Configuring a Redis password enables one of its two built-in security features — the auth command, which requires clients to authenticate to access the database. The password is configured directly in Redis’s configuration file, /etc/redis/redis.conf, so open that file again with your preferred editor:

sudo nano /etc/redis/redis.conf

Scroll to the SECURITY section and look for a commented directive that reads:

# requirepass foobared

Uncomment it by removing the #, and change foobared to a secure password.

Note: Above the requirepass directive in the redis.conf file, there is a commented warning:

# Warning: since Redis is pretty fast an outside user can try up to
# 150k passwords per second against a good box. This means that you should
# use a very strong password otherwise it will be very easy to break.

Thus, it’s important that you specify a very strong and very long value as your password. Rather than make up a password yourself, you can use the openssl command to generate a random one, as in the following example. By piping the output of the first command to the second openssl command, as shown here, it will remove any line breaks produced by that the first command:

openssl rand 60 | openssl base64 -A

Your output should look something like:


After copying and pasting the output of that command as the new value for requirepass, it should read:

/etc/redis/redis.confrequirepass RBOJ9cCNoGCKhlEBwQLHri1g+atWgn4Xn4HwNUbtzoVxAYxkiYBi7aufl4MILv1nxBqR4L6NNzI0X6cE

After setting the password, save and close the file, then restart Redis:

sudo systemctl restart redis.service

To test that the password works, access the Redis command line:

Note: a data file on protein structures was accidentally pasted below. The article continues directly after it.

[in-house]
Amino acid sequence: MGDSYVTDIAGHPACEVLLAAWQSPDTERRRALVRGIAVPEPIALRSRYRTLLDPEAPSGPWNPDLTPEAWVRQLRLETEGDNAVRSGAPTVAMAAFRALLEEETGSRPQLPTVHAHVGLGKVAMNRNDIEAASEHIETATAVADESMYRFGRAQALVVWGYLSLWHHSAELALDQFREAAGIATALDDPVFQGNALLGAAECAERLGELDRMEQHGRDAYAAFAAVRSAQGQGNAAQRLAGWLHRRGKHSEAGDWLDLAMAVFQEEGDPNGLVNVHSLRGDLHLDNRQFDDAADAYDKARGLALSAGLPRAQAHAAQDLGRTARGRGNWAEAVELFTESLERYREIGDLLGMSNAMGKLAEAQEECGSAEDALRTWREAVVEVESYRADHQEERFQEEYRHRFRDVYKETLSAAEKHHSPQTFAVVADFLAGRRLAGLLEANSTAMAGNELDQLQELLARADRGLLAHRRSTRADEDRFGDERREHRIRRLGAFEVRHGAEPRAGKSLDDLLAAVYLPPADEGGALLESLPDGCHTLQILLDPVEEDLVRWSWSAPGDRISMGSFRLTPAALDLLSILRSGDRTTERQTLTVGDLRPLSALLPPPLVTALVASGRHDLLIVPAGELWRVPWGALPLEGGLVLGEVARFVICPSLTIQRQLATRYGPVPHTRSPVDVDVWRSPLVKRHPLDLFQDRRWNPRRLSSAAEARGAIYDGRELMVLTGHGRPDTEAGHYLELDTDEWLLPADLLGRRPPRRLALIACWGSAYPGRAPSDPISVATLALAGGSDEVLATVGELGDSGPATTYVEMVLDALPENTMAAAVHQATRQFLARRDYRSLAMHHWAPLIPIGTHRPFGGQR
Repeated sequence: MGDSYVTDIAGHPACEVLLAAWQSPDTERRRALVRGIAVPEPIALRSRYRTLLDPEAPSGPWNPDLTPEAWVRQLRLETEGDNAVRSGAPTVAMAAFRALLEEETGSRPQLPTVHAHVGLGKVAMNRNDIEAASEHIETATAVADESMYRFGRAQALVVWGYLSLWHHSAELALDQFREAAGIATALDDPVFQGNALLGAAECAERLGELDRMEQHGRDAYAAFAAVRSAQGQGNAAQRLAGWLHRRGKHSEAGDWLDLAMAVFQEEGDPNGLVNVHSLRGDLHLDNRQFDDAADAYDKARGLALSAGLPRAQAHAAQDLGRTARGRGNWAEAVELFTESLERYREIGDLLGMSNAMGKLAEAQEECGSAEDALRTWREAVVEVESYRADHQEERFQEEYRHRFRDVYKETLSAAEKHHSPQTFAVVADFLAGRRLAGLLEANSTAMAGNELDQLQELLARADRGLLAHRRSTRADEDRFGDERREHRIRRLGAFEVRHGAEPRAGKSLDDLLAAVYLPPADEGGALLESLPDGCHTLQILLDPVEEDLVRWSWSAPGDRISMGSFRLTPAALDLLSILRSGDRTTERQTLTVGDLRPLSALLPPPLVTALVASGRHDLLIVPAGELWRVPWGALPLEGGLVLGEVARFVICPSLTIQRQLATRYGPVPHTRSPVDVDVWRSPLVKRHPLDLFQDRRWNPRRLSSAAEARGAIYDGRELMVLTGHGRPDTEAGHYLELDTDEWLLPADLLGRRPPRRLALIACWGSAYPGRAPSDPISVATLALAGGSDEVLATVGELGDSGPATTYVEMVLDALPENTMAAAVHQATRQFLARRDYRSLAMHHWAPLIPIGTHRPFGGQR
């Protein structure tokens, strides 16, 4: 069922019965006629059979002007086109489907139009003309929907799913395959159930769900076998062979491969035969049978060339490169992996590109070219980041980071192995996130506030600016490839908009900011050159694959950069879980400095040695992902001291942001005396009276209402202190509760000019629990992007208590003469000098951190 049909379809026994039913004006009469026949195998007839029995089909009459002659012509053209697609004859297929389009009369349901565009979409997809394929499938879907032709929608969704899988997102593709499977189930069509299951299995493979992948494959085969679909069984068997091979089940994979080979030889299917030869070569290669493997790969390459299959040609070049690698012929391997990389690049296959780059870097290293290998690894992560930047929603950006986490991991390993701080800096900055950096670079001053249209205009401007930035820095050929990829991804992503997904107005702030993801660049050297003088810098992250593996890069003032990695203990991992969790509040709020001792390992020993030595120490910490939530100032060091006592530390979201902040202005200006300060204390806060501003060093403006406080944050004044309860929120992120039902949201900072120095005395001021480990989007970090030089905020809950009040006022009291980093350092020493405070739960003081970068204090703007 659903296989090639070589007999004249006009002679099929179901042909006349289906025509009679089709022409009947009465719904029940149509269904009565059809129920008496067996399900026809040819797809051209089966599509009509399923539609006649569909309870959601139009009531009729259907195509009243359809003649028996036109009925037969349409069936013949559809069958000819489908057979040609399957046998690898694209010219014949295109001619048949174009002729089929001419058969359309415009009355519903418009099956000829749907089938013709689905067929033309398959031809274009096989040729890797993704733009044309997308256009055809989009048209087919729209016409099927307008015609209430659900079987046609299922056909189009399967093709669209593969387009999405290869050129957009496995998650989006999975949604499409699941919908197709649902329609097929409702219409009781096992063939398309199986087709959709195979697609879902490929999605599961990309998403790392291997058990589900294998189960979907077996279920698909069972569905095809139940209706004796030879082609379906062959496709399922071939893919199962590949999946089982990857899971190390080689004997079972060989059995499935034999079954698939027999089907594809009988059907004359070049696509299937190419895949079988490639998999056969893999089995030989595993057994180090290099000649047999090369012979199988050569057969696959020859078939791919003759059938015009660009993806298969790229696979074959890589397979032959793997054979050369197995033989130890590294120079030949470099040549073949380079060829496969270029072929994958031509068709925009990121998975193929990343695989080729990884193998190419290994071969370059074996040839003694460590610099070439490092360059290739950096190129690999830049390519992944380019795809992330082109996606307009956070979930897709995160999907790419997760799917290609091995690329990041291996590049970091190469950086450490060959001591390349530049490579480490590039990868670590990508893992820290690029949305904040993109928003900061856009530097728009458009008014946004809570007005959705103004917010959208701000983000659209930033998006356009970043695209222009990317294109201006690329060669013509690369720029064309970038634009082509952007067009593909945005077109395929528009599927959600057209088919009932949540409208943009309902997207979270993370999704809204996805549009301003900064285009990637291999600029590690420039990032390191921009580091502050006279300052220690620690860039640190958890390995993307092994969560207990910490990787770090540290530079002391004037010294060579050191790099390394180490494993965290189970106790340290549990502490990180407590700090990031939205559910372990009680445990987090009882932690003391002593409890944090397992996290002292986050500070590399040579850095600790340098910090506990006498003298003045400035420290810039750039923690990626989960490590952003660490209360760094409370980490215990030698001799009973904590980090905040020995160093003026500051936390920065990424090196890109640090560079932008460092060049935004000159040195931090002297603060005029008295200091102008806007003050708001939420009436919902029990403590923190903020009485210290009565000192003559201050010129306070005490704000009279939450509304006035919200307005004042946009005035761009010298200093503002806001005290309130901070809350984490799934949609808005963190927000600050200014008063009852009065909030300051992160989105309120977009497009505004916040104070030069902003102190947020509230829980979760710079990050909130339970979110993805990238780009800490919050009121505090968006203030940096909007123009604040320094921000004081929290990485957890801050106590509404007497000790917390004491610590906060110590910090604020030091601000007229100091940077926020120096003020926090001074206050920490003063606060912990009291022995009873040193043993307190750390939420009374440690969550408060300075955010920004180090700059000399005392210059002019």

The following shows a sequence of commands used to test whether the Redis password works. The first command tries to set a key to a value before authentication:

set key1 10

That won’t work because you didn’t authenticate, so Redis returns an error:

Output(error) NOAUTH Authentication required.

The next command authenticates with the password specified in the Redis configuration file:

auth your_redis_password

Redis acknowledges:


After that, running the previous command again will succeed:

set key1 10


get key1 queries Redis for the value of the new key.

get key1


After confirming that you’re able to run commands in the Redis client after authenticating, you can exit the redis-cli:


Next, we’ll look at renaming Redis commands which, if entered by mistake or by a malicious actor, could cause serious damage to your machine.

Step 5 — Renaming Dangerous Commands

The other security feature built into Redis involves renaming or completely disabling certain commands that are considered dangerous.

When run by unauthorized users, such commands can be used to reconfigure, destroy, or otherwise wipe your data. Like the authentication password, renaming or disabling commands is configured in the same SECURITY section of the /etc/redis/redis.conf file.

Some of the commands that are considered dangerous include: FLUSHDB, FLUSHALL, KEYS, PEXPIRE, DEL, CONFIG, SHUTDOWN, BGREWRITEAOF, BGSAVE, SAVE, SPOP, SREM, RENAME, and DEBUG. This is not a comprehensive list, but renaming or disabling all of the commands in that list is a good starting point for enhancing your Redis server’s security.

Whether you should disable or rename a command depends on your specific needs or those of your site. If you know you will never use a command that could be abused, then you may disable it. Otherwise, it might be in your best interest to rename it.

To enable or disable Redis commands, open the configuration file once more:

sudo nano  /etc/redis/redis.conf